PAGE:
Stop procrastinating and start gunning for the summit – Island Peak

Expedition: Private: Island Peak via Everest Base Camp

Rolfe Oostra

It’s cold. Too cold to contemplate even sticking my nose out of the sleeping bag. Procrastination sets in. Another 5 minutes. Alpine starts.This job’s only evil. We are at 5,200m in a broad glacial valley called Island Peak base camp. Surrounding me once again are 2 Irishmen; one young buck and one old buck, a crazy Scottish girl, an ex-SAS soldier and a vertically savvy London businessman who is combining this adventure with climbing Ama Dablam. It’s time to stop the procrastination and start gunning for the summit of Island Peak. The usual flapping: clothes, gloves, harnesses and plastics. Then at 03:00 we are off. We lose ourselves climbing steep rocky slopes and as per usual no-one talks. It’s a slow pace as each of us gets busy picking their way up the occasional scrambly bit. The sunrise brings total stillness. A quiet that can only be achieved in the bitter Himalayan air. There’s not a breath of wind and the mountains around us exchange one subtle pastel colour for the next. I am definitely counting this moment as a job highlight.  As we reach the glacier my Scottish friend and the Soldier decide to descend. The climb so far has already been too much for them and the unknown quantity of glacier travel and the steep head-wall guarding Island Peak’s summit  is beyond them today. My two friends descend knowing that Island Peak will wait for them should they wish to try again. This is one of the great things about mountains: they can’t run away.  For the rest it’s up.  And the temperature goes up as we go up. Still no wind and the glare of the glacier coupled with the rising temperatures brings about that lovin’ microwave effect. We stop to take off all those layers and apply another layer of sun-protection.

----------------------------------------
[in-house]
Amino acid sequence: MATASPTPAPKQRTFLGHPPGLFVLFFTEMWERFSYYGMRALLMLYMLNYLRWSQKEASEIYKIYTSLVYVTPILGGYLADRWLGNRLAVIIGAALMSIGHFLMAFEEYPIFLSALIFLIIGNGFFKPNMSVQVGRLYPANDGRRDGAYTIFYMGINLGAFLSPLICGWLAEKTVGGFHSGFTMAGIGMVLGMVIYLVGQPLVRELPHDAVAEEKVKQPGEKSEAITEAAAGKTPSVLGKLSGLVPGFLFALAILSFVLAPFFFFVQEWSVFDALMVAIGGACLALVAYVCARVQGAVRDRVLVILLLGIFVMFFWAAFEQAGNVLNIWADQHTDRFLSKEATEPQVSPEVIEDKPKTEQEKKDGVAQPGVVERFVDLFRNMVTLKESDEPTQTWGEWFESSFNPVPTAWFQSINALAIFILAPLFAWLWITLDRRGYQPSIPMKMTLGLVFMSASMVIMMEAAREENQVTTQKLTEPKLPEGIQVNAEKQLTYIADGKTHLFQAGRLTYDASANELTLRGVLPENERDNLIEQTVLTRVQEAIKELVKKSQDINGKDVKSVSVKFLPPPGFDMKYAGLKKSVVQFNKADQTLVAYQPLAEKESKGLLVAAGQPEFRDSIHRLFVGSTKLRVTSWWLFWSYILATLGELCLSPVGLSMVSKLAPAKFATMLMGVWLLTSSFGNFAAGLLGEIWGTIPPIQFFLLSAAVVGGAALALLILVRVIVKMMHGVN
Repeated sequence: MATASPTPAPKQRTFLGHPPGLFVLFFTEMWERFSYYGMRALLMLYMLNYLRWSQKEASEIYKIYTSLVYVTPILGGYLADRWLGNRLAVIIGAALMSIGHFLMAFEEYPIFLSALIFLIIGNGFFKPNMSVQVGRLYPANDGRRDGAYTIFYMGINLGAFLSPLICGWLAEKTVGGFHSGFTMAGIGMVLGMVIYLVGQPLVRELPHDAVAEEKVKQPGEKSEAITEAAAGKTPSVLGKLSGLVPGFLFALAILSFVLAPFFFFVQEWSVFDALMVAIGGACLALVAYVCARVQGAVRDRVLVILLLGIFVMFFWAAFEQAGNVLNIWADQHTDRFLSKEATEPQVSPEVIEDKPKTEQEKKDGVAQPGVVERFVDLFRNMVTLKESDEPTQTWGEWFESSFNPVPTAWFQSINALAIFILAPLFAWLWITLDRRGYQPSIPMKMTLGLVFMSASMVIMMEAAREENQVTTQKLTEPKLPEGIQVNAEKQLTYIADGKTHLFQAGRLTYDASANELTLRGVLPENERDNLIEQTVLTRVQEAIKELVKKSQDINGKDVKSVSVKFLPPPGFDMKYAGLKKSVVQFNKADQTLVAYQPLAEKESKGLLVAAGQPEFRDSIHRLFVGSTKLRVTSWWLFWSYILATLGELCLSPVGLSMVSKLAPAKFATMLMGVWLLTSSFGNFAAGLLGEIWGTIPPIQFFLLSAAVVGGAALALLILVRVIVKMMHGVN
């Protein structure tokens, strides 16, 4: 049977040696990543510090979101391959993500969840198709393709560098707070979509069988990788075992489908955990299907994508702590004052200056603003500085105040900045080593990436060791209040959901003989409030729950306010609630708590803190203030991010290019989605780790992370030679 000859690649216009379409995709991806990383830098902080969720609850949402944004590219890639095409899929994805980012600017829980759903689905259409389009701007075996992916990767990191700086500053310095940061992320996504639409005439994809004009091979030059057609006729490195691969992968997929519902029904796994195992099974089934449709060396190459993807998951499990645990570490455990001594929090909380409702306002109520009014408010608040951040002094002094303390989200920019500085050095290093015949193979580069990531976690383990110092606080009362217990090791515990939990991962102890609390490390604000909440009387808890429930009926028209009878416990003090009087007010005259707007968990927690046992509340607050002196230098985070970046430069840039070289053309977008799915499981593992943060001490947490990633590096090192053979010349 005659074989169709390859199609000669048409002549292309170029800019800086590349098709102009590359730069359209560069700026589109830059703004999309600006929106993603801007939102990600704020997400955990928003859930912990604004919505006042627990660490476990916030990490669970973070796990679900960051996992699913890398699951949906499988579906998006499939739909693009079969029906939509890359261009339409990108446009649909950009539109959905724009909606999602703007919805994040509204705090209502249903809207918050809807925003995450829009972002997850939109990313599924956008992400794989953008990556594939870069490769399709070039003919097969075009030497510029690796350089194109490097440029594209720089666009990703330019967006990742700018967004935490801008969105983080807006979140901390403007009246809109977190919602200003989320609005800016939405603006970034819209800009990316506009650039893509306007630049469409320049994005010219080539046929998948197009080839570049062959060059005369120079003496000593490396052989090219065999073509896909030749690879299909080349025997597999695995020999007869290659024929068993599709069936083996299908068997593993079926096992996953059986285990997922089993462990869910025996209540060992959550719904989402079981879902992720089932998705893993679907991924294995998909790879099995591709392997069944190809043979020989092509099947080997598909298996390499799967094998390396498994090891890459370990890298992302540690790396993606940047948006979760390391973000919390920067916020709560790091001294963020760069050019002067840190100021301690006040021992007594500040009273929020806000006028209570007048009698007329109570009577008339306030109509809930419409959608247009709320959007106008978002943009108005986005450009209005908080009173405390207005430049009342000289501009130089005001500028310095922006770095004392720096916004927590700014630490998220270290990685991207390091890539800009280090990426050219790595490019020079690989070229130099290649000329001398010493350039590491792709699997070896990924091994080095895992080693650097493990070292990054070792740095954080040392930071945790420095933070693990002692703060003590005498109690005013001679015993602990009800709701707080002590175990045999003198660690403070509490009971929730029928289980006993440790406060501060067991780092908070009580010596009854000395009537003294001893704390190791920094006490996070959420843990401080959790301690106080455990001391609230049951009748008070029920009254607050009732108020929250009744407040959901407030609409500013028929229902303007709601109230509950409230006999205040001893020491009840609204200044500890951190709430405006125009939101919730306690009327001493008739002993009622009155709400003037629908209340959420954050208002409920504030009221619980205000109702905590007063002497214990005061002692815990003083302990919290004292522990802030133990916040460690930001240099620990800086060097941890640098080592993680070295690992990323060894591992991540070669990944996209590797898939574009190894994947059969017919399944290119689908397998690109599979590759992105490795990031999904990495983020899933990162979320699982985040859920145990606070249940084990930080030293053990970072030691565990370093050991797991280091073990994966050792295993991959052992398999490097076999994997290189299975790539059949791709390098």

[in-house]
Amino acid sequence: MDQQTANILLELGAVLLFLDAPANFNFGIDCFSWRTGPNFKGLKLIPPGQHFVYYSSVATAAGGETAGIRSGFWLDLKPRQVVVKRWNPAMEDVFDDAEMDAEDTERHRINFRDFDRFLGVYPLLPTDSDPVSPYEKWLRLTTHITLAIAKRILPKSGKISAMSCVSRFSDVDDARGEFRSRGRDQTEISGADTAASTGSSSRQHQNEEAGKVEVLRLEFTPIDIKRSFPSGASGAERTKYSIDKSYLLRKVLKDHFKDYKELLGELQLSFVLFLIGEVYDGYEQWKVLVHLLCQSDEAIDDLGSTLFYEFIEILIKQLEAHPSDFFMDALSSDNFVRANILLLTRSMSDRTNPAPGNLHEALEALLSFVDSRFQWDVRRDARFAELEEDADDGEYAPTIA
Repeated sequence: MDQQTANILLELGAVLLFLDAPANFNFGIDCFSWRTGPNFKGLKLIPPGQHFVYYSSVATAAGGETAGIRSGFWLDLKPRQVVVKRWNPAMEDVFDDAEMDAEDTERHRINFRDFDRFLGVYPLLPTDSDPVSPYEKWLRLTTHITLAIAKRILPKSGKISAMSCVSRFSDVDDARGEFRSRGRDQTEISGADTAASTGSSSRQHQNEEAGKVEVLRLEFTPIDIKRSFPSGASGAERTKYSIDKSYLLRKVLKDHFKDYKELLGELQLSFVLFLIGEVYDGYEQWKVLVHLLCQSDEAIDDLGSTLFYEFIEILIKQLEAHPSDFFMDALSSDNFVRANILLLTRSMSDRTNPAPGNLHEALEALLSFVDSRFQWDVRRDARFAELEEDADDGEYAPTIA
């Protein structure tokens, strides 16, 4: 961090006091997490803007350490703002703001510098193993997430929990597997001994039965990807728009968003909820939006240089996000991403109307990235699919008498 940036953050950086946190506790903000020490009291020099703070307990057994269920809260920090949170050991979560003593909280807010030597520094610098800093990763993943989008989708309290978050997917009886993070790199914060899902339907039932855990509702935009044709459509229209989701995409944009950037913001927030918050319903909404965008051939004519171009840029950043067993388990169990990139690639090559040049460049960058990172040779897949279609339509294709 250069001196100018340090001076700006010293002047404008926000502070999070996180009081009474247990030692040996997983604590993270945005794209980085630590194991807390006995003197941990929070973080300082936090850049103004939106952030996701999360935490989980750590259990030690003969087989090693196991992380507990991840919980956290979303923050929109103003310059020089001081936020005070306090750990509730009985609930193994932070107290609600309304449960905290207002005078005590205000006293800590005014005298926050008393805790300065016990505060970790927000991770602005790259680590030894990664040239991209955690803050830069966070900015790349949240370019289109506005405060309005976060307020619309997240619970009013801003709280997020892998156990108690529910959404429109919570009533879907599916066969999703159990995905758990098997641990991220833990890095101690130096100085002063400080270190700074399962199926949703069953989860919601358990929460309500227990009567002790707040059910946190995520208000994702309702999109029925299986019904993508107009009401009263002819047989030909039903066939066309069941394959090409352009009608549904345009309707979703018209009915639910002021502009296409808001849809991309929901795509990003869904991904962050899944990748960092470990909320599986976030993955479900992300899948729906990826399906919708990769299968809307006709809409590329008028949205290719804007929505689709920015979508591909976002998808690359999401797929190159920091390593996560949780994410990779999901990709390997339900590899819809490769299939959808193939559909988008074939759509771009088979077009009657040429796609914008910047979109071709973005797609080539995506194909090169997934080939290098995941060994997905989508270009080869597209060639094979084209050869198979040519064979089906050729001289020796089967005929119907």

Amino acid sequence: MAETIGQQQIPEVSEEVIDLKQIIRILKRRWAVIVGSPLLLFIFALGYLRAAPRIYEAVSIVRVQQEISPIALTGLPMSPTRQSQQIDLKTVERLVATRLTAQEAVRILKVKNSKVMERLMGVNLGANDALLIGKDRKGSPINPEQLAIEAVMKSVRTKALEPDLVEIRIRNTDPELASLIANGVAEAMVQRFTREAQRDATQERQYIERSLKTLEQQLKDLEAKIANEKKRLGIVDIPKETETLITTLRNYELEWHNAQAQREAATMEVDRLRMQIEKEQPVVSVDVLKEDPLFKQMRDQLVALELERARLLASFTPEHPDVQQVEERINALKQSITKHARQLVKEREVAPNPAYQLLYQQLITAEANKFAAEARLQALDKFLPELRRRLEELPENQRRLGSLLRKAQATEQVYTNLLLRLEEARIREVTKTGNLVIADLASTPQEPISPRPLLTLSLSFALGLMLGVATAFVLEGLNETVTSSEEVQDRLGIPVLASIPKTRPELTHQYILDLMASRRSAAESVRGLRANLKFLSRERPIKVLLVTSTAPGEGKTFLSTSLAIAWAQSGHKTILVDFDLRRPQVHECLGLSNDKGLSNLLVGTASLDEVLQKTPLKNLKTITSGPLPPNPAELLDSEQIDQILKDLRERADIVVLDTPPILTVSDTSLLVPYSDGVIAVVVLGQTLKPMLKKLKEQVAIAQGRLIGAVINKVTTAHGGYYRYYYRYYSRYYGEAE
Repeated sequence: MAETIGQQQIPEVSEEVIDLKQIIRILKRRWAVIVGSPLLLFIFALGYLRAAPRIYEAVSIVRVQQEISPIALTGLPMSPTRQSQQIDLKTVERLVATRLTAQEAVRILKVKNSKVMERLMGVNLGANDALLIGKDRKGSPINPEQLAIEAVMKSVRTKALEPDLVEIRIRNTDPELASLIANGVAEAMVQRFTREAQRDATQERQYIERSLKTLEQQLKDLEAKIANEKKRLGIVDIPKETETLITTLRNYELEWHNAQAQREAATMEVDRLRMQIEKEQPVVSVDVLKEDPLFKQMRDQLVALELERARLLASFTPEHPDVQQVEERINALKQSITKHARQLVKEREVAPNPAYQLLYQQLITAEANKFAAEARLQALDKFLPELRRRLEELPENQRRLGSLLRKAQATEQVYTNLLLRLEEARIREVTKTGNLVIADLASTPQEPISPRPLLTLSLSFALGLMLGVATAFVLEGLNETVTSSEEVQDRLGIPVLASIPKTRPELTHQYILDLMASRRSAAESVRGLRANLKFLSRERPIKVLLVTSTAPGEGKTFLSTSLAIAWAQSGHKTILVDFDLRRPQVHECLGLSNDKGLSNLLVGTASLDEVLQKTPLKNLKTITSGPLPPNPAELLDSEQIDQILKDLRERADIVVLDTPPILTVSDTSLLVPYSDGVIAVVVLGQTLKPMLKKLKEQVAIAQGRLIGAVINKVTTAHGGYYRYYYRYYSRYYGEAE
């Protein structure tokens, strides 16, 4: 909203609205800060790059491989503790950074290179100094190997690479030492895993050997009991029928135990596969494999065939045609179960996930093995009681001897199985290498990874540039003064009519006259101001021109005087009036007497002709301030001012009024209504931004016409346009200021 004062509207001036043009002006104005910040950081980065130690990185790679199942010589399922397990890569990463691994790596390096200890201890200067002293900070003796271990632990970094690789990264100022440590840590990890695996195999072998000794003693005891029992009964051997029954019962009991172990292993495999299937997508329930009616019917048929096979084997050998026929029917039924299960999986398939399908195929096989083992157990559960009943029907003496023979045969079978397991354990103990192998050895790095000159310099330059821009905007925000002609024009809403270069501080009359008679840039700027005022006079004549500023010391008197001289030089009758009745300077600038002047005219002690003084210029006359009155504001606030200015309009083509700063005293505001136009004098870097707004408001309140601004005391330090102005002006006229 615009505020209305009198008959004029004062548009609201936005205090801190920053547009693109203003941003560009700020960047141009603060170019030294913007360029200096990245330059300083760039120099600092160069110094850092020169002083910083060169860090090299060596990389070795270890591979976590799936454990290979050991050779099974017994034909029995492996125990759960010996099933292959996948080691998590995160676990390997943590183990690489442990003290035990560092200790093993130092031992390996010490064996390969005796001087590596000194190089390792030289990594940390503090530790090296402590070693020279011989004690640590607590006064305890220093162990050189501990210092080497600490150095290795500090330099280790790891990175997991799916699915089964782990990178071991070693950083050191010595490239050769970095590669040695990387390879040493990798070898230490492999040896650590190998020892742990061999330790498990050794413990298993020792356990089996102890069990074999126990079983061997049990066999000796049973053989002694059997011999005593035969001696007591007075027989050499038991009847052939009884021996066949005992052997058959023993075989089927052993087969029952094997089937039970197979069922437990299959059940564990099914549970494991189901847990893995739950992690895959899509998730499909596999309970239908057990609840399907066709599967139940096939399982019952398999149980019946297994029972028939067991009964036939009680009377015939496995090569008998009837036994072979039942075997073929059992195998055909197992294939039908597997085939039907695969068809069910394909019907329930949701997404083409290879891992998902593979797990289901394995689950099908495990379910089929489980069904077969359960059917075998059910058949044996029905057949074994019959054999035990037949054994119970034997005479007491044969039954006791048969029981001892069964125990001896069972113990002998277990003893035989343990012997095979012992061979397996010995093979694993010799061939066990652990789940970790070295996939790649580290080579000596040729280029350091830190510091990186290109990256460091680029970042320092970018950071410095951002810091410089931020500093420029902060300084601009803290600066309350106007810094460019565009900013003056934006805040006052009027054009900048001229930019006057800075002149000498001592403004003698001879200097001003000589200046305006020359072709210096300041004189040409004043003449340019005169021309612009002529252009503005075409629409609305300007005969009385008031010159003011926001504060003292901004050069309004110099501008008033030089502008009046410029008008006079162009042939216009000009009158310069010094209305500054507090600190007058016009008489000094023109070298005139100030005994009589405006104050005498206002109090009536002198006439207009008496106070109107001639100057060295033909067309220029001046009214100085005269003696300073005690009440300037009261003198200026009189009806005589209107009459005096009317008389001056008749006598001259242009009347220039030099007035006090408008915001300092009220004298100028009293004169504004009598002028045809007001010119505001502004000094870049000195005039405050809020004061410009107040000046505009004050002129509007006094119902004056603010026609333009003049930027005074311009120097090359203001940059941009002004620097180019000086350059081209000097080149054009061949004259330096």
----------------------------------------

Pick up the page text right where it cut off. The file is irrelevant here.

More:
We’re all still moving strong when we cross the glacier and reach the head-wall. A quick breather and we clip into the fixed line and start jumaring up to the summit ridge. I go ahead to film the guys climbing up below. In the lead is Irish Jerry, 65 years old. It’s his first time at altitude, his first time on a glacier, his first time jumaring , his first time in Nepal, his first time camping, his first time on an expedition – despite these impressive  firsts he is going strong. I reach the summit ridge and wait for the others to catch up. The home run lies before us: conditions are perfect and there is no stopping us. When Jerry reaches me I let him pass to summit first. Slowly he huffs and puffs to the top of this beautiful 6,000m Himalayan summit. When he can climb no higher he triumphantly  stretches his arms into the air. The moment is caught on camera and I shout until I am hoarse. What a great moment!! What a cool achievement!!  And you know, once again I think back to those words of that Aussie climbing superstar. He sure had that one right!

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